*Warning* Some images are graphic in this posting.
It was January 18th, 2016 and I was once again back in Playa del Carmen, Mexico for my annual trip working alongside Pet Project Rescue’s Mexican rescue partners. It was the first day that I, along with a rescue friend and fellow PPR board member, saw Hawkeye, a little orange tabby kitten perched on a pile of discarded bricks, planks of wood, and various other trash. Granted, this is not an uncommon picture at any construction site, but what was uncommon was that Hawkeye looked like a happy, clean, and chubby kitten….often the opposite to what you see of street animals in Mexico. So the rule of thumb applied, when in Mexico, a country with literally millions of street animals, a rescuer does not save healthy, street savvy animals, especially those being fed as Hawkeye was. So rather than rescue this clearly street smart and healthy kitten, he was trapped, neutered and returned (TNR) to his caregivers at the construction site.
It should be noted that he was not a kitten that was willing to interact with people, and always kept a safe distance from us. I walked by him every single day for a month, and each time he would look my way, make eye contact, and then continue on is way, which was usually climbing and running around the piles of construction materials. The sight of him each and every day made me smile, and while I wanted to bring him home so badly, I had to remind myself to focus on the animals that needed me most, like the 4 tiny puppies I had found in a Playa park 3 weeks earlier and was nursing back to health in my small apartment until they flew to PPR’s home base in MN. So there Hawkeye stayed.
Then one day, as I walked to an early morning appointment I passed Hawkeye and he made eye contact as he did every other day, but this time his eyes looked dark, exhausted, watery, and just not himself. I thought, oh no, he has a cold, which in cats can lead to a number of other issues. I made a note to check in on him again the next day, to make sure he wasn’t getting worse. When I went back I couldn’t find him. This continued for 3 days, and I began to worry. Then as it happens, I was walking by his normal spot with a few other rescue people and I mentioned Hawkeye, and that I was worried he was sick. A local rescue volunteer then told me that someone had told her he was injured and people were trying to trap him to get him to the vet, but were not yet successful. We were literally steps from the construction site as she told me this, and when I looked up there he was, perched again on a pile of trash. But this was not the normal Hawkeye. He was thin, dirty, and clearly uncomfortable. As I approached him my heart sank, as I realized he had very quickly deteriorated, and as I got close enough to really see him I gasped at the site of his degloved jaw. The skin from his lip, all along his jaw, and back to his throat was torn off and pushed back to his neck. He was starving, in pain, and despite the serious injury he was still attempting to eat the dry kibble left out for him. It was a testament to his street skills that he has still doing as well as he was, considering the severity of his injury.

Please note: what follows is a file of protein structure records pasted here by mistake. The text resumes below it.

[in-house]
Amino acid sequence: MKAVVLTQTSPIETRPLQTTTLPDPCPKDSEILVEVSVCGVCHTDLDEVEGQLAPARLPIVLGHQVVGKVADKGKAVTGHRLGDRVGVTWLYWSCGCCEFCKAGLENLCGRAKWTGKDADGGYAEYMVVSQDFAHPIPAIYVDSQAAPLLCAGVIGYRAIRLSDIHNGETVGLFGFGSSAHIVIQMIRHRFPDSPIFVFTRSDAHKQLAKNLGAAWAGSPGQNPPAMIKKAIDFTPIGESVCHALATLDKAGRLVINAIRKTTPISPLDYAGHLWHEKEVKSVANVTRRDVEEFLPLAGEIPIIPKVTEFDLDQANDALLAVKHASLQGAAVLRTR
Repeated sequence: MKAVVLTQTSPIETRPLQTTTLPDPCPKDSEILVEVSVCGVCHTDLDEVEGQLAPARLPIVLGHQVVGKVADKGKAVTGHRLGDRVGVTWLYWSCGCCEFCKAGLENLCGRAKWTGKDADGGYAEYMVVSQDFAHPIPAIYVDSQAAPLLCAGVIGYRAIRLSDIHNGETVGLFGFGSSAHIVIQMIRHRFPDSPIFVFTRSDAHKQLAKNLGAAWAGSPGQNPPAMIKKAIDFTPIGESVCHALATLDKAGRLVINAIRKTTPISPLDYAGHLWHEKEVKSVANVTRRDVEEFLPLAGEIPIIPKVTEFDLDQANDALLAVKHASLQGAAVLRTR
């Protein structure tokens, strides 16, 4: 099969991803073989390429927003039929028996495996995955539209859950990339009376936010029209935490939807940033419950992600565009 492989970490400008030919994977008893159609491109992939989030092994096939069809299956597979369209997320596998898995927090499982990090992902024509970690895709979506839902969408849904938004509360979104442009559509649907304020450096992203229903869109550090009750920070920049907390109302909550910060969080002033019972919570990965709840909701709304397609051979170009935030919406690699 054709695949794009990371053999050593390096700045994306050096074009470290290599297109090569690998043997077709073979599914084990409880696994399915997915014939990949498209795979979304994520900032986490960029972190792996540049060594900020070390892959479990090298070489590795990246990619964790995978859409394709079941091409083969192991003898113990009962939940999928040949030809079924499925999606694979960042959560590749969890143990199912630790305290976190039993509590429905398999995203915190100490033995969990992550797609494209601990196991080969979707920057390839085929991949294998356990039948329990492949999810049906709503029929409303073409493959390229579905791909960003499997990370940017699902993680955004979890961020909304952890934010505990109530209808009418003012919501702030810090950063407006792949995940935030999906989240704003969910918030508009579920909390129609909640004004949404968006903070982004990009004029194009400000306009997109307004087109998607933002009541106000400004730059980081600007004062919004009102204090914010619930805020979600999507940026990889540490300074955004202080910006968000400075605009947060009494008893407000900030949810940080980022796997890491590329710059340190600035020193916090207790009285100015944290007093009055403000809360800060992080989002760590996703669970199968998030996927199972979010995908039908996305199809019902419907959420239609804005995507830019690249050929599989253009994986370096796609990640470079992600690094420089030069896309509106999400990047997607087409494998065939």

The group of rescuers knew right away that we had to do something, and we rushed to get a live trap, tuna, and supplies to humanely trap him and to the vet for the care he needed. We climbed through piles of trash, broken glass, and things I’d prefer to not even know what they were! He would come close enough to eat a bit of tuna off a fork, but would not allow us to touch him and would bolt at any attempt to get too close. It took 6 hours of constant check ins before he walked in the live trap, and we finally had him secure!
The sense of relief cannot be put into words, and when the very next day we had torrential downpours, I could not help but be so grateful he was not out in the elements, as he surely would not have survived. Instead, he was safely with our partners at Coco’s Animal Welfare, getting 3 days of antibiotics and pain medication in preparation for his jaw surgery. To our surprise, nothing was broken, and the skin could be saved and reattached. The amazing vets did a fantastic job putting Hawkeye back together and in just 2.5 weeks he was fully healed and loving people! We still have no idea what caused his injury, but was likely a result of living among so much broken glass and garbage. Almost exactly 3 weeks to the day when I found him injured, the healthy Hawkeye was on a flight to MN and starting his new journey to find a forever home!
It’s has taken a village of rescuers to help trap him, overnight him until he could get to the vet, recover him at Coco’s, raise the funds to get him to MN, fly him to us, and foster him with Pet Project Rescue. That is a whole lot of people working hard to make this 6 month old kitten’s life a good one. Thank you everyone who has helped him get to a better life!
I cannot help but think that on January 18th mine and Hawkeye’s lives became bonded, and that it became my responsibility to look out for him. I had no idea what was to come from the very first day I saw that tiny, adorable kitten perched on top of his tower of trash, but when Hawkeye arrived to PPR on March 18th, I knew we had come full circle in rescue. So what’s next? Hawkeye will hang out with his foster mom for a couple weeks to settle in and finish out some basic vetting, like vaccine boosters. From there he will look for a forever home that will be the perfect fit for this very special young kitty, and live happily ever after.
To apply to adopt Hawkeye visit our page at http://petprojectrescue.com/adopt/adoption-application/